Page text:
Tahoe Resources Inc (TSX:THO) is trading with a trailing P/E of 18.2x, which is higher than the industry average of 9.9x. While this makes THO appear like a stock to avoid or sell if you own it, you might change your mind after I explain the assumptions behind the P/E ratio. In this article, I will break down what the P/E ratio is, how to interpret it and what to watch out for. See our latest analysis for Tahoe Resources
Demystifying the P/E ratio
P/E is a popular ratio used for relative valuation. By comparing a stock’s price per share to its earnings per share, we are able to see how much investors are paying for each dollar of the company’s earnings.
Price-Earnings Ratio = Price per share ÷ Earnings per share
P/E Calculation for THO
Price per share = $4.76
Earnings per share = $0.261
∴ Price-Earnings Ratio = $4.76 ÷ $0.261 = 18.2x
The P/E ratio itself doesn’t tell you a lot; however, it becomes very insightful when you compare it with other similar companies. We preferably want to compare the stock’s P/E ratio to the average of companies that have similar features to THO, such as capital structure and profitability. A common peer group is companies that exist in the same industry, which is what I use below. Since it is expected that similar companies have similar P/E ratios, we can come to some conclusions about the stock if the ratios are different.
At 18.2x, THO’s P/E is higher than its industry peers (9.9x). This implies that investors are overvaluing each dollar of THO’s earnings. Therefore, according to this analysis, THO is an over-priced stock.
A few caveats
However, before you rush out to sell your THO shares, it is important to note that this conclusion is based on two key assumptions. The first is that our peer group actually contains companies that are similar to THO. If this isn’t the case, the difference in P/E could be due to some other factors. For example, if you accidentally compared lower growth firms with THO, then THO’s P/E would naturally be higher since investors would reward THO’s higher growth with a higher price. Alternatively, if you inadvertently compared riskier firms with THO, THO’s P/E would again be higher since investors would reward THO’s lower risk with a higher price as well. The second assumption that must hold true is that the stocks we are comparing THO to are fairly valued by the market. If this assumption is violated, THO’s P/E may be higher than its peers because its peers are actually undervalued by investors.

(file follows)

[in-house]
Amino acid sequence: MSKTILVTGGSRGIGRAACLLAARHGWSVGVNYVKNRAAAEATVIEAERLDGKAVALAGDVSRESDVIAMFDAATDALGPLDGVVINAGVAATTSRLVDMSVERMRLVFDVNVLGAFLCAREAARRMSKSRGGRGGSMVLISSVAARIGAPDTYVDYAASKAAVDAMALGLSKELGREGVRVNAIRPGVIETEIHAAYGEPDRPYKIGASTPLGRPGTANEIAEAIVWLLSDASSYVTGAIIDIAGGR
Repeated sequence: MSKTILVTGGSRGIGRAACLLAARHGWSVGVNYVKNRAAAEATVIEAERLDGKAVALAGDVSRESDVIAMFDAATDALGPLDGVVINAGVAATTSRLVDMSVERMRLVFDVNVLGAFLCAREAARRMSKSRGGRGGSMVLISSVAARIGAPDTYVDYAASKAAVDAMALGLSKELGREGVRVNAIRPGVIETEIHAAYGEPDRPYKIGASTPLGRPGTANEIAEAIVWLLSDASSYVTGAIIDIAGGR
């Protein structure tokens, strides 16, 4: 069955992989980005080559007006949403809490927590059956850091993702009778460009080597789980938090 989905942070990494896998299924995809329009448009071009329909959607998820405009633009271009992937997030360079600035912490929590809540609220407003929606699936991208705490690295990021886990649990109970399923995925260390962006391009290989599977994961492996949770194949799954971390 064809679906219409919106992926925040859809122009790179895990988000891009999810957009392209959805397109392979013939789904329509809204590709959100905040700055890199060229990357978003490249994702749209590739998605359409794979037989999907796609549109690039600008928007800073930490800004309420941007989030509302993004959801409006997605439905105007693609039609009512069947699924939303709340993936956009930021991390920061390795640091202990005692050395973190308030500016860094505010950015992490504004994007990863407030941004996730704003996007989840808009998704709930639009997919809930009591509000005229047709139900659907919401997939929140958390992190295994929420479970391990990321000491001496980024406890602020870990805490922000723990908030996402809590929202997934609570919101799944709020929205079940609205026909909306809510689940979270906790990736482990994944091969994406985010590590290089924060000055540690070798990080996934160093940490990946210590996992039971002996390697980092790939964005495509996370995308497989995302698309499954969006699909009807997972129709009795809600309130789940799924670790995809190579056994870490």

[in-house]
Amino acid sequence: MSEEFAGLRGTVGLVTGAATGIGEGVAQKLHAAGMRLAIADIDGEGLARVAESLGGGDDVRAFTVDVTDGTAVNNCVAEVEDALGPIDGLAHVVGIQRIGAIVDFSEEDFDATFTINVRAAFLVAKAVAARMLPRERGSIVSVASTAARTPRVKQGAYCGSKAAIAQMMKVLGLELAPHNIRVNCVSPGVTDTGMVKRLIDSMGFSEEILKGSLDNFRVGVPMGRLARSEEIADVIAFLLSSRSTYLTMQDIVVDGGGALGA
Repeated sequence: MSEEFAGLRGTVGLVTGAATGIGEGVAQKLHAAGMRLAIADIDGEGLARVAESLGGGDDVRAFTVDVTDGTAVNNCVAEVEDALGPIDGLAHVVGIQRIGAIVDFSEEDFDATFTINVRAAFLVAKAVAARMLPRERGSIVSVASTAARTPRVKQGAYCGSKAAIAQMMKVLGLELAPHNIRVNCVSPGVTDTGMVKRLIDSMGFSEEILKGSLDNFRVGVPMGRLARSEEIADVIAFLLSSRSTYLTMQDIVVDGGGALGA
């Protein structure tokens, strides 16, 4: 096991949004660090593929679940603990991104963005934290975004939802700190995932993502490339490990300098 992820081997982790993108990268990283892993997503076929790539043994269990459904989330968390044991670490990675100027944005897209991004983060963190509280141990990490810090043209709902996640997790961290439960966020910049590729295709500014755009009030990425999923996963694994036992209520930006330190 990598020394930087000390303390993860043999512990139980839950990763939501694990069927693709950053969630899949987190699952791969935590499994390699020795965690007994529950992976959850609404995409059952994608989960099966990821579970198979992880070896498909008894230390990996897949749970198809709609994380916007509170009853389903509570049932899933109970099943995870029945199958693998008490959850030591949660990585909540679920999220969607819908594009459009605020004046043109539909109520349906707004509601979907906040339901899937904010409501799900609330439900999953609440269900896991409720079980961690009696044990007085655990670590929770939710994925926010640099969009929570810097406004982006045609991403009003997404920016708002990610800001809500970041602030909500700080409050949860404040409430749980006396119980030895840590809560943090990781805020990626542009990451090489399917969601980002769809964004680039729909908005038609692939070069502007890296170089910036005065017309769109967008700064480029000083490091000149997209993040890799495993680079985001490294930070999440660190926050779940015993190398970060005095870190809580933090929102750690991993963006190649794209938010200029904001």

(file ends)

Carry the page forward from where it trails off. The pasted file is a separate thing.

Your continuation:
What this means for you:
Since you may have already conducted your due diligence on THO, the overvaluation of the stock may mean it is a good time to reduce your current holdings. But at the end of the day, keep in mind that relative valuation relies heavily on critical assumptions I’ve outlined above. Remember that basing your investment decision off one metric alone is certainly not sufficient. There are many things I have not taken into account in this article and the PE ratio is very one-dimensional. If you have not done so already, I highly recommend you to complete your research by taking a look at the following:
- Future Outlook: What are well-informed industry analysts predicting for THO’s future growth? Take a look at our free research report of analyst consensus for THO’s outlook.
- Past Track Record: Has THO been consistently performing well irrespective of the ups and downs in the market? Go into more detail in the past performance analysis and take a look at the free visual representations of THO’s historicals for more clarity.
- Other High-Performing Stocks: Are there other stocks that provide better prospects with proven track records? Explore our free list of these great stocks here.